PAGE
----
bounded variants, the objects can be stored in an internal array, which is 
initially created and later extended to some extent asynchronously with the
individual add/remove operations.  The container as a whole undergoes default
initialization, and ultimately finalization, but there is no guarantee that
individual elements are separately default initialized and finalized.

I would agree that the Ada Reference Manual should clarify the semantics here,
however the implementation advice clearly recommends the use of an underlying
array, and the distinction between Capacity and Length indicates how the
physical length and the logical length need not agree.

I would suggest you use Indefinite_Vectors if you would like to postpone
default initialization until an element is added, and have finalization
performed when an element is removed.

-Tucker Taft


From: Randy Brukardt
Sent: Sunday, January 28, 2018  9:25 PM

I know this scenario was discussed at the time, and I'm pretty sure we decided
on the intended semantics. I suspect that we felt that it "obviously" followed
from the equivalences.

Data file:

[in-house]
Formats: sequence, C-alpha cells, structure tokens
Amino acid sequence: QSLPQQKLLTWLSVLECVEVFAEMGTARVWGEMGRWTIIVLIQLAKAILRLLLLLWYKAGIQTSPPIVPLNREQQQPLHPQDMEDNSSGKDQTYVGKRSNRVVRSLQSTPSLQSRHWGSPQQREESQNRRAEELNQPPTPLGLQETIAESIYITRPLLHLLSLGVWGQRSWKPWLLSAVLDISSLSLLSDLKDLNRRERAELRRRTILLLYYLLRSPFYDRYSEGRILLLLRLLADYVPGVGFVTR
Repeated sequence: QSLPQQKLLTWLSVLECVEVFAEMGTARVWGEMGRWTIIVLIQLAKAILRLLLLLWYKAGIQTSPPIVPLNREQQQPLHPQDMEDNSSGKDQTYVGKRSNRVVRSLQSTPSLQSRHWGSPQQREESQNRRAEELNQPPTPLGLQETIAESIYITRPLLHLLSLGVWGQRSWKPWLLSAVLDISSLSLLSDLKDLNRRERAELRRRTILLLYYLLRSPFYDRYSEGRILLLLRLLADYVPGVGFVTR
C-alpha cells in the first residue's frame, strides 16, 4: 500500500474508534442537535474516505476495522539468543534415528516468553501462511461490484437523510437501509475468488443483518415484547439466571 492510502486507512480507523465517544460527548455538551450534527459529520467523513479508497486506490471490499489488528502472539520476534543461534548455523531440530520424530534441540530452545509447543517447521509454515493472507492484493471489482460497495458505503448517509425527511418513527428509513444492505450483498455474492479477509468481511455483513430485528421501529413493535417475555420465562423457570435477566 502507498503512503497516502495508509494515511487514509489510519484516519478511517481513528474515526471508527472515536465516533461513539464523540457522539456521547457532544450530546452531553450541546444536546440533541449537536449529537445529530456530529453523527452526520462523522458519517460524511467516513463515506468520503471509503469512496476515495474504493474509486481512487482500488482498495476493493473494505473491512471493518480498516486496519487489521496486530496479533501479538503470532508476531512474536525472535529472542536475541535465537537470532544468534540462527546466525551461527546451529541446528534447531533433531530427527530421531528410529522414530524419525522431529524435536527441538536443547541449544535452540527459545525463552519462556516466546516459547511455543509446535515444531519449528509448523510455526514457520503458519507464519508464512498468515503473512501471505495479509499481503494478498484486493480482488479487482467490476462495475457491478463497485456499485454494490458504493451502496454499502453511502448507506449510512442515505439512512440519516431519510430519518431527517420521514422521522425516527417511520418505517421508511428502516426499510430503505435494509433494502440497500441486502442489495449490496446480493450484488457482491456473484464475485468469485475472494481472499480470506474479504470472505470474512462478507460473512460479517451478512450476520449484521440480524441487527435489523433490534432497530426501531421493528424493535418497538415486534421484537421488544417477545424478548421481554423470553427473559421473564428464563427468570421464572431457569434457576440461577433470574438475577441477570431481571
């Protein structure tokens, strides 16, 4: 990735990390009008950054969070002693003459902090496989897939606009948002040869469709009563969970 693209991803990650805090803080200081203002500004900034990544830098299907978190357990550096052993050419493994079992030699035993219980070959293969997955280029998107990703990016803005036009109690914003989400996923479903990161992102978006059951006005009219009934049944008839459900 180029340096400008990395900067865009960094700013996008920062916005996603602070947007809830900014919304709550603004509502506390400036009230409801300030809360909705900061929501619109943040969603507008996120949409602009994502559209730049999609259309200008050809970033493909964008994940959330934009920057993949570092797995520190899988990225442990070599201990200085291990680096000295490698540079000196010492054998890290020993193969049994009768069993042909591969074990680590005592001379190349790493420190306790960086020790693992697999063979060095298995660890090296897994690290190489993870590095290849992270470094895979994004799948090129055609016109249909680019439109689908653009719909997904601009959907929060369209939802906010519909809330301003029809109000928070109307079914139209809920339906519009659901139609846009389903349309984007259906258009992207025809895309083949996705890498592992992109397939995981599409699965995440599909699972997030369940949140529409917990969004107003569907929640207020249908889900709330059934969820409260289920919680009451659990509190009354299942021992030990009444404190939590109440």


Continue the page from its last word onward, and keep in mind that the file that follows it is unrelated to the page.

In the case of the bounded containers, which allow no allocation/deallocation,
it's hard to imagine any other semantics (if implemented in Ada). An array of
elements of "Capacity" is created when the container object is created, and is
destroyed when the container object is destroyed. That's the only place where
initialization/finalization would occur.
He probably needs to use the Bounded_Indefinite_xxx containers, assuming we
decide to add those.
Probably, we need to say something in the Standard, but the problem here is
that for the "normal" containers, it's hard to imagine what we could say (the
implementation can create and destroy nodes when it wants -- I would be
opposed to requiring that to happen at any particular point or in a specific
manner). We could *require* indefinite containers to do Init/Fin per element,
and bounded containers to do Init/Fin only when the container is
created/destroyed -- but not sure it is worth it.


From: Tucker Taft
Sent: Monday, January 29, 2018  7:42 AM

I think we should add something about controlled components, if only to say it
is implementation defined.